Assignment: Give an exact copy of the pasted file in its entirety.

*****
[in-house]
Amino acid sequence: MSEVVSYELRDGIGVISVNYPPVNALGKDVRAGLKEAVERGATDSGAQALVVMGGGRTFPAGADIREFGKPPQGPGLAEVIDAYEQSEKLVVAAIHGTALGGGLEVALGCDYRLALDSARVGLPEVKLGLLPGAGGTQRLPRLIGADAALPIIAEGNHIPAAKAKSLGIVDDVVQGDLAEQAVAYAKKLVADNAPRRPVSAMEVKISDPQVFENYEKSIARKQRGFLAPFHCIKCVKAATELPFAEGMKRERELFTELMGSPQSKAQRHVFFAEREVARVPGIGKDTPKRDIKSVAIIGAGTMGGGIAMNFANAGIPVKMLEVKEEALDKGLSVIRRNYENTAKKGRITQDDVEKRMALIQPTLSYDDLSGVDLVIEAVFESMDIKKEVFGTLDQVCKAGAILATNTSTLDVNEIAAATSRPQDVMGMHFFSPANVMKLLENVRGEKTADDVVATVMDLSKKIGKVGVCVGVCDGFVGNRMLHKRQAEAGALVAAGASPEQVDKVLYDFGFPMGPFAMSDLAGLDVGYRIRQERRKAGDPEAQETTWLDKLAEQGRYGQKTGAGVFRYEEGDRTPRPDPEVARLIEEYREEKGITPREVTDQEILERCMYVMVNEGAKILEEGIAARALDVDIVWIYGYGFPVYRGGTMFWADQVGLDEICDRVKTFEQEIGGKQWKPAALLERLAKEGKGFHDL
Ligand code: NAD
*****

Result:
[in-house]
Amino acid sequence: MSEVVSYELRDGIGVISVNYPPVNALGKDVRAGLKEAVERGATDSGAQALVVMGGGRTFPAGADIREFGKPPQGPGLAEVIDAYEQSEKLVVAAIHGTALGGGLEVALGCDYRLALDSARVGLPEVKLGLLPGAGGTQRLPRLIGADAALPIIAEGNHIPAAKAKSLGIVDDVVQGDLAEQAVAYAKKLVADNAPRRPVSAMEVKISDPQVFENYEKSIARKQRGFLAPFHCIKCVKAATELPFAEGMKRERELFTELMGSPQSKAQRHVFFAEREVARVPGIGKDTPKRDIKSVAIIGAGTMGGGIAMNFANAGIPVKMLEVKEEALDKGLSVIRRNYENTAKKGRITQDDVEKRMALIQPTLSYDDLSGVDLVIEAVFESMDIKKEVFGTLDQVCKAGAILATNTSTLDVNEIAAATSRPQDVMGMHFFSPANVMKLLENVRGEKTADDVVATVMDLSKKIGKVGVCVGVCDGFVGNRMLHKRQAEAGALVAAGASPEQVDKVLYDFGFPMGPFAMSDLAGLDVGYRIRQERRKAGDPEAQETTWLDKLAEQGRYGQKTGAGVFRYEEGDRTPRPDPEVARLIEEYREEKGITPREVTDQEILERCMYVMVNEGAKILEEGIAARALDVDIVWIYGYGFPVYRGGTMFWADQVGLDEICDRVKTFEQEIGGKQWKPAALLERLAKEGKGFHDL
Ligand code: NAD